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Today's Paper | May 22, 2024

Published 03 Apr, 2024 07:56am

Focus on science and technology

PAKISTAN has been grappling with escalating challenges across economic, fiscal, social and environmental domains. Key economic indicators have persistently declined, with depleting foreign exchange reserves, consistently negative balance of payments, as well as alarming trade deficits alongside dwindling exports.

Out of many vital revenue-generating entities, industrial sectors face significant challenges that are compounded by widening power outages and uncertain food supply security. High inflation and escalating unemployment further exacerbate the already deteriorating situation, demanding attention to the health and education sectors. Besides, population explosion presents a critical issue requiring immediate action. Structural reforms across these sectors are imperative to achieve the desired outcomes.

Truly, the newly-elected government, tasked with addressing these challenges, must prioritise concrete measures. However, concerns arise regarding the government’s capability and competence, given the presence of familiar faces that were part of past administrations who could not deliver effectively. Public hope for improvement dwindles amidst scepticism about the government’s ability to enact a meaningful change. While securing a broader and long-term agreement with the International Monetary Fund (IMF) remains a crucial aspect, addressing other significant economic issues is equally vital.

In this backdrop, a pivotal area that demands immediate attention is the development of science and technology. As such, to bolster global competitiveness across all economic sectors, simultaneous advancements in environmental, technological infrastructure and related sectors are imperative. The government needs to facilitate the commercialisation of selected technologies through effective collaboration between research and development (R&D) and industrial sectors. While acknowledging the significant role of technology and engineering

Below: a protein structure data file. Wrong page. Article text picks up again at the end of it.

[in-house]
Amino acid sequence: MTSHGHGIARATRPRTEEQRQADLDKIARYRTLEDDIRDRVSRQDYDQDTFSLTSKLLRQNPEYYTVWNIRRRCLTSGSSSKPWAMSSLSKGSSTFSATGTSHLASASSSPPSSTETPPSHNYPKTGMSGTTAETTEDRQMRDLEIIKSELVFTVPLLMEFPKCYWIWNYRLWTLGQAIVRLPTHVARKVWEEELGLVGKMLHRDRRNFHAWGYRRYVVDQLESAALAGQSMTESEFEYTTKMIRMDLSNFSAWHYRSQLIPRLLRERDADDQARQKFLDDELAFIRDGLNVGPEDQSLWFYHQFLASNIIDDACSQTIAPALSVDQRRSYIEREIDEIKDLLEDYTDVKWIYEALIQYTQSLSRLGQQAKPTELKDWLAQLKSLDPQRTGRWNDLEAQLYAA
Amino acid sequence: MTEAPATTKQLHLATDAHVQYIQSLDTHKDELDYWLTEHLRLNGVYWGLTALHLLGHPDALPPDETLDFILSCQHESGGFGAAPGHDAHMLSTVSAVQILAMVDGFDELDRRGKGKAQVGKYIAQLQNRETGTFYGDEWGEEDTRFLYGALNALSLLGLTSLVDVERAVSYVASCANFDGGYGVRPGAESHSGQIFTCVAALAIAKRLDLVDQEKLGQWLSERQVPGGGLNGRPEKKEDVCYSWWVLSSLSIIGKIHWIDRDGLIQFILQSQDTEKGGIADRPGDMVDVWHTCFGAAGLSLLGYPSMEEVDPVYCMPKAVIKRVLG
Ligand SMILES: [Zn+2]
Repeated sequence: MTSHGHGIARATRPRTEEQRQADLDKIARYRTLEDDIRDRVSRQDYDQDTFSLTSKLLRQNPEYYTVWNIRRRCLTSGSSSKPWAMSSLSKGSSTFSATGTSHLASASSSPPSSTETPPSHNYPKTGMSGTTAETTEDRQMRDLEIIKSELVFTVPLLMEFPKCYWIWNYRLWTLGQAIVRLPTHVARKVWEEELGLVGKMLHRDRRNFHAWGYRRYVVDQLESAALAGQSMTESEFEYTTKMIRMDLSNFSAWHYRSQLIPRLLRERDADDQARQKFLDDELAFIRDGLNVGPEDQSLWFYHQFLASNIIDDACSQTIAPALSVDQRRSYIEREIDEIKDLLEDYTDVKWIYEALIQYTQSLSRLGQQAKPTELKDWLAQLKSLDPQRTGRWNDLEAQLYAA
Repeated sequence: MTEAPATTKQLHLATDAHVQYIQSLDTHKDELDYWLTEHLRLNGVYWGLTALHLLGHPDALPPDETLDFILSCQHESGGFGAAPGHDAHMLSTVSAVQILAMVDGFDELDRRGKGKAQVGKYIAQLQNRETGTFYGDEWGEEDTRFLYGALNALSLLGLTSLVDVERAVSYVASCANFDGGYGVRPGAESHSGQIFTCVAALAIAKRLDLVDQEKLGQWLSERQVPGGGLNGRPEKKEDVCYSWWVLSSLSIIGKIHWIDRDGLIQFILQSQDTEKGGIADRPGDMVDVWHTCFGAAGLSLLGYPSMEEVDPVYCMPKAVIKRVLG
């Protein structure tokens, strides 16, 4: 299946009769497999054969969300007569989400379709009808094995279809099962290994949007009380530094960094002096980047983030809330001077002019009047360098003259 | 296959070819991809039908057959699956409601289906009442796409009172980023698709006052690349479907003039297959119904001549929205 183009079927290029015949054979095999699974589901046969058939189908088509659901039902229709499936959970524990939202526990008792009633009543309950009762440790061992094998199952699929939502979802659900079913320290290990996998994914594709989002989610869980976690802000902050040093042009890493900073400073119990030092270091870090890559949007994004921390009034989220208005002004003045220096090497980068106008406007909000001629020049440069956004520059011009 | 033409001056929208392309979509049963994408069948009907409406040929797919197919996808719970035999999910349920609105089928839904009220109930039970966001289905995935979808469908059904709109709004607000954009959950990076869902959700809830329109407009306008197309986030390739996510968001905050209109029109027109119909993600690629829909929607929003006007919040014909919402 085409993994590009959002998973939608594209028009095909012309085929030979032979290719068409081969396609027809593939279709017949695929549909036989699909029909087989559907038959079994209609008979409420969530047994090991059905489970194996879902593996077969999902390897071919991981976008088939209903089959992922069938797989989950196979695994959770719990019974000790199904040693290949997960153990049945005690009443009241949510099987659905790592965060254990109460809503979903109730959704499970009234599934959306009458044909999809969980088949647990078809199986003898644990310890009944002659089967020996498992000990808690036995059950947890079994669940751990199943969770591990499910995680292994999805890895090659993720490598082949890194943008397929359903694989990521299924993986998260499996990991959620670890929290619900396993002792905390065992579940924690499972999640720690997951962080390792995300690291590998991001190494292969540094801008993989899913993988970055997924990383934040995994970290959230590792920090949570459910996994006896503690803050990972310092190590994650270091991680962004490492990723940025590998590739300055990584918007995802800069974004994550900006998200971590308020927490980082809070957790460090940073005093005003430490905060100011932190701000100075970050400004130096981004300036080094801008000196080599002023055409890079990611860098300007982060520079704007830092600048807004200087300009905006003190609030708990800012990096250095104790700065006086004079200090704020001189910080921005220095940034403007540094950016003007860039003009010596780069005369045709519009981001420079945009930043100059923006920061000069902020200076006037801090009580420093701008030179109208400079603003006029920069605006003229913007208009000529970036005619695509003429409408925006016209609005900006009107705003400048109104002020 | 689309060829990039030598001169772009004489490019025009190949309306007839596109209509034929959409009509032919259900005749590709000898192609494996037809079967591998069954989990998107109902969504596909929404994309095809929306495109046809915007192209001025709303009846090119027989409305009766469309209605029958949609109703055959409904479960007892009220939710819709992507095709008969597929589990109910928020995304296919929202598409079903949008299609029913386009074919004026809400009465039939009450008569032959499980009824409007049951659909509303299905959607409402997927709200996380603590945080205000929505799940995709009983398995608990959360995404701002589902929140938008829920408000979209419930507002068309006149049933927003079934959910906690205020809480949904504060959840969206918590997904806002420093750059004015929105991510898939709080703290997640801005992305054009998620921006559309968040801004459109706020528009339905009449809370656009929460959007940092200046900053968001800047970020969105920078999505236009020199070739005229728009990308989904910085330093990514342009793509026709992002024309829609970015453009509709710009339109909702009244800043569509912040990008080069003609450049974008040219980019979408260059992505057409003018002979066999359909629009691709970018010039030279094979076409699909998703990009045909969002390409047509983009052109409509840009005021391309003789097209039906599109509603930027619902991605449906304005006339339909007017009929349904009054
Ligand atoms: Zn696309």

in facilitating industrialisation, there remains a gap in the national direction.

Moreover, technology and engineering translate scientific knowledge into actionable solutions, catalysing needed economic sector growth. However, the absence of a facilitative environment for their development hinders progress. Pakistan has lacked a comprehensive industrial policy and a robust science and technology policy for nearly two decades, relegating these rather crucial sectors to the sidelines in government planning.

Other than lip-service and high-level planning, these sectors have not received the priority they deserve. For instance, the National Commission for Science and Technology (NCST), tasked with promoting scientific as well as techno-logical development, has remained inactive for an extended period.

In today’s rapidly evolving economic landscape, technology not only serves as a crucial driver of growth, but also fosters business transformation and creates new development opportunities. Additionally, its positive impacts include productivity enhancement, market expansion and growth of gross domestic product (GDP). However, Pakistan’s science, technology and innovation ecosystem lags behind compared to peers like Iran and Turkiye. Unfortunately, implementation of the National Science, Technology, and Innovation Policy 2022 has been limited, primarily due to political instability and lack of political will.

To rectify this situation, the current government needs to start afresh with a clear vision and long-term plan. The sooner it is done, the better it will be.

Hussain Ahmad Siddiqui
Islamabad

Published in Dawn, April 3rd, 2024

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